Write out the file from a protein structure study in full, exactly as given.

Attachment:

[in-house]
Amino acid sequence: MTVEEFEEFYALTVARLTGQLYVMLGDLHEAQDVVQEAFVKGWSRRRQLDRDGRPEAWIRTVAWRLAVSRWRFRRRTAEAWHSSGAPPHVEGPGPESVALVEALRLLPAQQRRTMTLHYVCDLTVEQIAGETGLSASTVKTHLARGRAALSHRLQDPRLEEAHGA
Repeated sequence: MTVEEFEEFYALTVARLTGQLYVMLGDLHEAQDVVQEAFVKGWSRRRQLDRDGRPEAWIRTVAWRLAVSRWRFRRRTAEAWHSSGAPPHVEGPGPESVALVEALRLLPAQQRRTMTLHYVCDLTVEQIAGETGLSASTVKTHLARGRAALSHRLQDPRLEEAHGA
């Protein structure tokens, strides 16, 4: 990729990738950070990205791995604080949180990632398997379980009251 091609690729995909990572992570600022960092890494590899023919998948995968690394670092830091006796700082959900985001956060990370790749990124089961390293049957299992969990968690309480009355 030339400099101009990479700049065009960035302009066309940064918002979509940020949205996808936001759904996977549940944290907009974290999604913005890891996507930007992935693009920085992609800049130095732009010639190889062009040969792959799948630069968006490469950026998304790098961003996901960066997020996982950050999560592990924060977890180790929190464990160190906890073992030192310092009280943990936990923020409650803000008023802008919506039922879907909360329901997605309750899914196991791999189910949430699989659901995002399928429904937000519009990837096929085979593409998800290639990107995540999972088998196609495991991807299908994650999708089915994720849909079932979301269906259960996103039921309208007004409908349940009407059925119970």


[in-house]
Amino acid sequence: MTVEEFEEFYALTVARLTGQLYVMLGDLHEAQDVVQEAFVKGWSRRRQLDRDGRPEAWIRTVAWRLAVSRWRFRRRTAEAWHSSGAPPHVEGPGPESVALVEALRLLPAQQRRTMTLHYVCDLTVEQIAGETGLSASTVKTHLARGRAALSHRLQDPRLEEAHGA
Repeated sequence: MTVEEFEEFYALTVARLTGQLYVMLGDLHEAQDVVQEAFVKGWSRRRQLDRDGRPEAWIRTVAWRLAVSRWRFRRRTAEAWHSSGAPPHVEGPGPESVALVEALRLLPAQQRRTMTLHYVCDLTVEQIAGETGLSASTVKTHLARGRAALSHRLQDPRLEEAHGA
């Protein structure tokens, strides 16, 4: 990729990738950070990205791995604080949180990632398997379980009251 091609690729995909990572992570600022960092890494590899023919998948995968690394670092830091006796700082959900985001956060990370790749990124089961390293049957299992969990968690309480009355 030339400099101009990479700049065009960035302009066309940064918002979509940020949205996808936001759904996977549940944290907009974290999604913005890891996507930007992935693009920085992609800049130095732009010639190889062009040969792959799948630069968006490469950026998304790098961003996901960066997020996982950050999560592990924060977890180790929190464990160190906890073992030192310092009280943990936990923020409650803000008023802008919506039922879907909360329901997605309750899914196991791999189910949430699989659901995002399928429904937000519009990837096929085979593409998800290639990107995540999972088998196609495991991807299908994650999708089915994720849909079932979301269906259960996103039921309208007004409908349940009407059925119970």